The week marked when the B.C. Liberals showed their true colours. On Monday, Oct. 20, the party took a page from the Harper Tories playbook and destroyed a legacy of climate leadership in British Columbia.
In what will become known as a defining moment in B.C. history, the B.C. Liberals introduced Bill 2 (Greenhouse Gas Industrial Reporting and Control Act).
Bill 2 represents a shameful betrayal of future generations. It dismantles key elements of former premier Gordon Campbell's continent-leading climate policies. And it replaces these policies with a made-in-Alberta, Harper government approach that will instead allow for a dramatic increase in greenhouse gas emissions in B.C.
Back in 2008, I had the honour of working with Campbell, his environment minister Barry Penner and the climate action team to outline clear, bold and practical steps that we as a province could take to address global warming.
Together with the government, academics, industry leaders, and First Nations, we developed a suite of policies that has allowed us to reduce our carbon emissions while growing our economy. Six years later, British Columbia's climate policies were still seen as leading the way in North America. Sadly, this bill now threatens to entirely undermine that success.
Under the bill, the B.C. government will repeal legislation that would have enabled us to enter a cap and trade framework with other jurisdictions. In its place, we will adopt new legislation that would see us embrace what's called an "emissions intensity" scheme along the lines of what Alberta and the Harper Tories have done.
Whereas a cap and trade framework would force us to reduce the total amount of carbon we emit into the atmosphere, an emissions intensity scheme would only require businesses to reduce the concentration of carbon produced per tonne of liquefied natural gas. In other words, as we produce more LNG, we will emit more carbon -- and this bill would not place any limit on the maximum amount of carbon we emit. That means our overall net carbon emissions can increase significantly despite the "emissions intensity" decreasing.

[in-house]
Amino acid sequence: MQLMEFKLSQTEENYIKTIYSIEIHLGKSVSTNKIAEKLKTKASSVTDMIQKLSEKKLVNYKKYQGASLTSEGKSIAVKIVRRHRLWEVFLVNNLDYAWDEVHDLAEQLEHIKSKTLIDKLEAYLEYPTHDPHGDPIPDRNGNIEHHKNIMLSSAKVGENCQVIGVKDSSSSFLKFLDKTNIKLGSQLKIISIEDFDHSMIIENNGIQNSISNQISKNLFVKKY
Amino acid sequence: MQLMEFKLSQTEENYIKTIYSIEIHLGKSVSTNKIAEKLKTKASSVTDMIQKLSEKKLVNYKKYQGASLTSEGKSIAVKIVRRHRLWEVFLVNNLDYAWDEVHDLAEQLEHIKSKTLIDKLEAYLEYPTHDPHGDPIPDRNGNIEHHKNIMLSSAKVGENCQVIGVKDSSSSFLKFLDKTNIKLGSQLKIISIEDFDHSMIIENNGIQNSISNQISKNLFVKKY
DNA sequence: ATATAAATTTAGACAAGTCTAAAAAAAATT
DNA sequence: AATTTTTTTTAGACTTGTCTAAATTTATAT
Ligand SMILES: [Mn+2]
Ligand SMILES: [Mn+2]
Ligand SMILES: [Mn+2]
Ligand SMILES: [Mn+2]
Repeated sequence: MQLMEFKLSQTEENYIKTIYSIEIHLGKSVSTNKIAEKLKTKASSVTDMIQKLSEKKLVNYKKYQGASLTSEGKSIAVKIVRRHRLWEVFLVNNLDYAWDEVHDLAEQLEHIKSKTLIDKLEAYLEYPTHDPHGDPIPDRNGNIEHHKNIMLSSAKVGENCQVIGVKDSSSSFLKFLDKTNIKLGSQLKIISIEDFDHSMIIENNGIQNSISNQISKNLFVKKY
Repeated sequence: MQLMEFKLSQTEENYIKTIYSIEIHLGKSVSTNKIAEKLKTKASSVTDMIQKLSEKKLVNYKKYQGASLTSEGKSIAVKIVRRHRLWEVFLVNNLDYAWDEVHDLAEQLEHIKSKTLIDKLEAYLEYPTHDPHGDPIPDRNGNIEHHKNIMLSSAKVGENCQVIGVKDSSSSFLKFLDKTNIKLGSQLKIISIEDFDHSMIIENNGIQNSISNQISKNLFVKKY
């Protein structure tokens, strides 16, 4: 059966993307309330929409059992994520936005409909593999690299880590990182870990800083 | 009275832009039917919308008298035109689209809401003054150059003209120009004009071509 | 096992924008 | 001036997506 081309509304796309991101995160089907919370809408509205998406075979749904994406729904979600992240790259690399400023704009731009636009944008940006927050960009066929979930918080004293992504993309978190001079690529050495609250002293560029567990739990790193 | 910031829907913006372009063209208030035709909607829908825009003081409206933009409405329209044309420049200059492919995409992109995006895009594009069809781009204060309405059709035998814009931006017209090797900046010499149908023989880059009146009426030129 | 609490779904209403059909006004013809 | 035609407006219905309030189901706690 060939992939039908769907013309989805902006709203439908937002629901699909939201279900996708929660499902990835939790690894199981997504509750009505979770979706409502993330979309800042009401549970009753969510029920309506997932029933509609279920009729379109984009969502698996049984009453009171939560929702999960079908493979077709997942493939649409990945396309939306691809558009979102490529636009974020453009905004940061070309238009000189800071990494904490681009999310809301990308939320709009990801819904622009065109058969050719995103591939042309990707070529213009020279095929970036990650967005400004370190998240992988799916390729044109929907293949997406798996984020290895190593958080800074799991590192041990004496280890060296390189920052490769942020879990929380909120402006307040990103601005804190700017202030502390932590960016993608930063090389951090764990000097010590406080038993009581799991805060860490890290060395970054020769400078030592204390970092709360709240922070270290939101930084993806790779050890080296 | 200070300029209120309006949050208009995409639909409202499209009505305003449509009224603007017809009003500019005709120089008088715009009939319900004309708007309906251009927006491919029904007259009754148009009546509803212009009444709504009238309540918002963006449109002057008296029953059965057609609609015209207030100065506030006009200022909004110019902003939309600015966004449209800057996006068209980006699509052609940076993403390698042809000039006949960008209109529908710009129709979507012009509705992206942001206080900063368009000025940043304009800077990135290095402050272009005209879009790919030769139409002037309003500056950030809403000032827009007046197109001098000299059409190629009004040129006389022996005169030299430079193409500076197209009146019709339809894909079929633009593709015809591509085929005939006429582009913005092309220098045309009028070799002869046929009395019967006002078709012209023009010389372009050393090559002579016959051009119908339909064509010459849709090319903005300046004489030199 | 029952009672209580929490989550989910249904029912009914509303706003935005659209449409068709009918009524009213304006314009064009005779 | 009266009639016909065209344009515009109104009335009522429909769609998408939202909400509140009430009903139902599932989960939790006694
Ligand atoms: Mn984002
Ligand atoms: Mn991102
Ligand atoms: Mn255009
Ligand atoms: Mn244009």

Here's the point: Our climate doesn't care about emissions intensity. Our climate cares about the overall magnitude of emissions. And as far as global warming is concerned, the magnitude of net carbon emissions is the only thing that matters.
So why are we going down this path? Because the government knows that emissions are going to skyrocket if we develop our LNG industry. And an Alberta or Harper government style emissions intensity model will provide the illusion of action on global warming at the same time as our overall magnitude of carbon emissions continue to increase. That's all this is: The illusion of action.
The simple fact is, if we pass this bill, we may as well say goodbye to all of the progress we have made, for we will be stepping into a new era as one of the most polluting provinces in Canada.
But it is not too late. We can once again be a leader in climate policy in North America. We have the opportunity to come together with other West Coast jurisdictions and live up to our word and our commitments to reduce greenhouse gas emissions. By seizing this opportunity, we will be able to move forward together in a united approach to tackling our emissions.
By looking to other promising sectors in B.C., such as our clean tech sector which tripled in size from 2012 to 2013, we can continue to open up new and vast sectors of our economy with immense economic opportunities for British Columbian businesses.
But we cannot do this if we turn our backs on the progress that has already been made. We cannot do this if we pass this bill.
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